If you grew up in the 70’s or 80’s (or even before!), you will remember that a ‘treat’ had a very different role in your life than it tends to in the lives of today’s children. A treat was something special, saved for school holidays; when a guest came round with a cake or tea bun or maybe once each week when you were allowed dessert, an ice cream after school or a special purchase from the canteen. Treats were occasional, well-earned and you were never quite sure when you were due for another.
Fast-forward 20-30 years and our kids’ lives are dictated by treats – a daily afternoon tea purchase while mum has coffee with her friends; a drink when out shopping, an extra sweet food in the lunchbox, dessert after dinner. Forget special occasions, every day in the lives of these kids are special. Afternoon smoothies, sushi, milkshakes and ice creams are an almost daily occurrence, as is dessert, regular purchases at coffee shops and service stations as well as the standard school holiday, party and special outings food and drink purchases.
And what is wrong with that you may be thinking especially if you have children and like to have the means to give them a nice life experience? Why shouldn’t I be able to enjoy a coffee with my children after school, or let them experience the tastes and flavours would have liked to as a child?
Apart from the dietary issues associated with children’s diets being dominated with a high proportion of calorie dense food (Ausise kids get more than 30% of their daily calories from ‘extra foods’) is that when children, both younger and older children constantly receive what they want and ask for, they become not so good at hearing no, nor do they learn the art of delayed gratification. They learn to make endless demands on adults, become frustrated and badly behaved when they are told no and since much success in life is dependent on learning to work and wait for things, we leave them waiting for a rather large shock at some point in their adult lives when they are finally told no, or have to wait a little longer and work for something whether it be in their work, relationships, in weight control or their own financial management.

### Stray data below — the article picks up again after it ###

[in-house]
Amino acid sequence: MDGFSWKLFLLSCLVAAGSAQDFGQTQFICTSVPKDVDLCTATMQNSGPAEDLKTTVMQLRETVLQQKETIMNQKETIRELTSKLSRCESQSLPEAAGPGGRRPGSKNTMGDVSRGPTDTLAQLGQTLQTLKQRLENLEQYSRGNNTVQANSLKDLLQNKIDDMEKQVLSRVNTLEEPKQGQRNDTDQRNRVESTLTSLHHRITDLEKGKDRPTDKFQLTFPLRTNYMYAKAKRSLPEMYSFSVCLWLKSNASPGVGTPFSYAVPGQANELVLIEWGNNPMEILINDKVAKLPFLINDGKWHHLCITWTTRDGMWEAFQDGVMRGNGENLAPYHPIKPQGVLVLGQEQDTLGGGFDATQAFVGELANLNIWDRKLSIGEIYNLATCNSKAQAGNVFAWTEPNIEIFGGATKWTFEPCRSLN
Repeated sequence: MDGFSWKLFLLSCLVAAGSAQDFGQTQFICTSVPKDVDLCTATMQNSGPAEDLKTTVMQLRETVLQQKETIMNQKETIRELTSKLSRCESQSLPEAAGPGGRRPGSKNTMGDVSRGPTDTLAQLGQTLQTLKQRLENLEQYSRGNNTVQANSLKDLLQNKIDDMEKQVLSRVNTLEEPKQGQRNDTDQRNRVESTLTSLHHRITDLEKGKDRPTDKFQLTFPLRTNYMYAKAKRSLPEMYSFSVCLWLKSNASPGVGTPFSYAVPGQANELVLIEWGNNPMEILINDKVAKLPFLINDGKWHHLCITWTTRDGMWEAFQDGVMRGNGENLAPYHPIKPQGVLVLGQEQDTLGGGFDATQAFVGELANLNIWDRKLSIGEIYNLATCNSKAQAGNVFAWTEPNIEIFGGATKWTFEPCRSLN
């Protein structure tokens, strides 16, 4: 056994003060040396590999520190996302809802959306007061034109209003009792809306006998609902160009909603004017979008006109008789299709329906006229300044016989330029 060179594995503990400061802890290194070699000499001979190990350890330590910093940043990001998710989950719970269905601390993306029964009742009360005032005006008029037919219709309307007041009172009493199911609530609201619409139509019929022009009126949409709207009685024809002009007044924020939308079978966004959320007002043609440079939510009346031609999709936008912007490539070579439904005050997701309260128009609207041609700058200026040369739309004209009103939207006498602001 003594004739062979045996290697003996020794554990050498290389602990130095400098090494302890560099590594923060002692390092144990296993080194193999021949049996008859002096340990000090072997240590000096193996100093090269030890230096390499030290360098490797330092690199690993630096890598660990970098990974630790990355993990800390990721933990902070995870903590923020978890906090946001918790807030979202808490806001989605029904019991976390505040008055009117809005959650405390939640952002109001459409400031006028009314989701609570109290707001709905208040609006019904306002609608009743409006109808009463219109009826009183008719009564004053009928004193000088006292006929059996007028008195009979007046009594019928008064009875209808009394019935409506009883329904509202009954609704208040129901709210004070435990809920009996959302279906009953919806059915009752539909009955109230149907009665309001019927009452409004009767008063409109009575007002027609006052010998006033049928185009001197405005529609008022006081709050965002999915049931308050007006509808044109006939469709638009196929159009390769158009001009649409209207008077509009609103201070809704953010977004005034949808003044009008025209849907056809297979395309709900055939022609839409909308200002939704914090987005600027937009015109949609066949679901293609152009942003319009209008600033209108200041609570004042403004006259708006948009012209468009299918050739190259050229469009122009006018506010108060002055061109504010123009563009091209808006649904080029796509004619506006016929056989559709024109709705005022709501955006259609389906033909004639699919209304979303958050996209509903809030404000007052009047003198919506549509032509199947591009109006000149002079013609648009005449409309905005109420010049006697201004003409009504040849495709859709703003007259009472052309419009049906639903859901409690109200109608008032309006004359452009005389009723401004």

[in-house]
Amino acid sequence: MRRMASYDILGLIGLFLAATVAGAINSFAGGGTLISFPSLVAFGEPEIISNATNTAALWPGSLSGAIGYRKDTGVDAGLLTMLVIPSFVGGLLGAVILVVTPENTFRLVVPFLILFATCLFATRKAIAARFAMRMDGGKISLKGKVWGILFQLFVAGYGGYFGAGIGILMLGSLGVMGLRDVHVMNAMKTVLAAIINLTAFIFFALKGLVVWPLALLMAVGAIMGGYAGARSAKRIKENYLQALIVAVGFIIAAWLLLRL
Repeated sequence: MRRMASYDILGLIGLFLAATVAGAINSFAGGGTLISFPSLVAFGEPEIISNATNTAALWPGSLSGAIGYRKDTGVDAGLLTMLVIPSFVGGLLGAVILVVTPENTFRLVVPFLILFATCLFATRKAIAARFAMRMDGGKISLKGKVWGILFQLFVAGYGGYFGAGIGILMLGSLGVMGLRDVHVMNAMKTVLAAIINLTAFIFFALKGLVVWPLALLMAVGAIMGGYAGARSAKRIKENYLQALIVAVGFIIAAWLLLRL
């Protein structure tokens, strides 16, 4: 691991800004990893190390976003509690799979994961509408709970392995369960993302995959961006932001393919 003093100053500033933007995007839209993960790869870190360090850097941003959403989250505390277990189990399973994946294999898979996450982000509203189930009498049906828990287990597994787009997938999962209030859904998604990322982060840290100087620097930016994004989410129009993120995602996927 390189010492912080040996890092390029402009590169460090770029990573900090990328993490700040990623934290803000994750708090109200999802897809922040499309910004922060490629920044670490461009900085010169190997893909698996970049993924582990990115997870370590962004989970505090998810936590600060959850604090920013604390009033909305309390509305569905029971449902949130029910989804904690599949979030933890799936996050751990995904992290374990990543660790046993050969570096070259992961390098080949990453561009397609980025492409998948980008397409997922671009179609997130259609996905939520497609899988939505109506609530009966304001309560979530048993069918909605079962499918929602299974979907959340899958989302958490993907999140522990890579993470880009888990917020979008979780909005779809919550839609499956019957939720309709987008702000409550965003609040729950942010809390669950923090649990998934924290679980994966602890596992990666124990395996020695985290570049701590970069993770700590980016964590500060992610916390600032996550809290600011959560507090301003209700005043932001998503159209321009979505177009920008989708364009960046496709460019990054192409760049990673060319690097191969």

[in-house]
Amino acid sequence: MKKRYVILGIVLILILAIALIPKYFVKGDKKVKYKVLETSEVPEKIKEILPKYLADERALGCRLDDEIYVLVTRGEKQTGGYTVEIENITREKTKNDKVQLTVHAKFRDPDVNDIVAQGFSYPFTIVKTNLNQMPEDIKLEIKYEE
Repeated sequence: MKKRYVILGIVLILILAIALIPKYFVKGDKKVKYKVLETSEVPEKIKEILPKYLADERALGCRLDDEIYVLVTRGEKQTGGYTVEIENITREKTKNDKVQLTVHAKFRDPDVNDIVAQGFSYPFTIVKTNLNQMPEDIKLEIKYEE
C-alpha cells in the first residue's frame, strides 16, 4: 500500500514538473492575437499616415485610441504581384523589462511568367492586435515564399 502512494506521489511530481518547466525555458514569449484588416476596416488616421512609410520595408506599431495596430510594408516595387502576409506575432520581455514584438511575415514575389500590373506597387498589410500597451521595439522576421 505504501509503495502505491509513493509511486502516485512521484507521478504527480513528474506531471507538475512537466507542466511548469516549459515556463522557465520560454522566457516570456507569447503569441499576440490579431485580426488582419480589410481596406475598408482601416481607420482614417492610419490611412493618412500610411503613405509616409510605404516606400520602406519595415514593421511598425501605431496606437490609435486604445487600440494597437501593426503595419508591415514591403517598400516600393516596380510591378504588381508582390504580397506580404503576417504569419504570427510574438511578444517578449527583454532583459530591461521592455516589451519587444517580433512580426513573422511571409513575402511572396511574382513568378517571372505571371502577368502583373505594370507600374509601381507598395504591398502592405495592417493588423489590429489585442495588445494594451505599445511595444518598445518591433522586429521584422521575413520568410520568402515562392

Sure, a treat once a week in a lunchbox will do no harm, but the real question is, how many ‘treats’ are they really having, are they being given too much in general and is it a stronger and more powerful lesson if they learn to work and wait for it. Harvard academic Dr Walter Mishel, wrote widely on the concept of ‘delayed gratification’ and success in life after studying 4 year old children and their ability to refrain from eating a marshmallow in order to be given a second marshmallow 15 minutes later, when they were left alone in a room with it. This landmark psychological study found 15 years later that 100% of the children who were able to refrain from eating the marshmallow were successful with good grades at school, higher ratings of happiness and life satisfaction and positive psychosocial relationships. On the other hand, 80% of the children who were not able to wait for the second marshmallow before eating the first were performing poorly at school, were less likely to have gone to college and had lower levels of reported happiness.
So, perhaps as parents, it is really time to ask ourselves honestly, ‘Are my kids having too many treats? Perhaps they do not really need something special after school each day; and maybe dessert should only be an occasional treat? While our natural tendency may be to give our kids ‘more’ the simple act of holding back a little may be the best thing you can do to not only control their weight, but to set them up for a successful life in general, as the learn the important life lesson of ‘delayed gratification’.